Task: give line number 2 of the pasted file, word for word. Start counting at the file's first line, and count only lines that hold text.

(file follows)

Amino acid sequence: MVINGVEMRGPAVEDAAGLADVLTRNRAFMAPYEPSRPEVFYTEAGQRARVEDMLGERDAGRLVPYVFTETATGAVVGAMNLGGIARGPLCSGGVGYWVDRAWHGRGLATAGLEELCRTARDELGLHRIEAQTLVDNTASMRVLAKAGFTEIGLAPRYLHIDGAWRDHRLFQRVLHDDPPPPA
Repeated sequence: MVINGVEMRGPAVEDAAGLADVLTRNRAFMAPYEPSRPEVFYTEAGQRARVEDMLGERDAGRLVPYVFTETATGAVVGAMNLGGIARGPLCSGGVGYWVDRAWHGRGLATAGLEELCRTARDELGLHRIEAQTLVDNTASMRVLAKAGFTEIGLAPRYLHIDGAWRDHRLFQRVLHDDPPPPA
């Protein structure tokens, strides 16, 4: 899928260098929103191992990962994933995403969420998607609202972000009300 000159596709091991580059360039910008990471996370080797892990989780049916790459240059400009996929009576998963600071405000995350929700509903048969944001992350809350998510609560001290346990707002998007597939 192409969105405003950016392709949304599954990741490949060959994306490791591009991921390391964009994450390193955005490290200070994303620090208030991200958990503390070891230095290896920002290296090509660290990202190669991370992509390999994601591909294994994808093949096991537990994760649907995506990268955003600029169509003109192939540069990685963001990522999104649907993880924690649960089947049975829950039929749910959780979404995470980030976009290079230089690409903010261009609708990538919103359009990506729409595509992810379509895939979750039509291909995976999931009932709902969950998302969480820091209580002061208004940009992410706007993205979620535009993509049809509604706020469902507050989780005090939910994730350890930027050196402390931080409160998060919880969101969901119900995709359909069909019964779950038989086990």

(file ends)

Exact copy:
Repeated sequence: MVINGVEMRGPAVEDAAGLADVLTRNRAFMAPYEPSRPEVFYTEAGQRARVEDMLGERDAGRLVPYVFTETATGAVVGAMNLGGIARGPLCSGGVGYWVDRAWHGRGLATAGLEELCRTARDELGLHRIEAQTLVDNTASMRVLAKAGFTEIGLAPRYLHIDGAWRDHRLFQRVLHDDPPPPA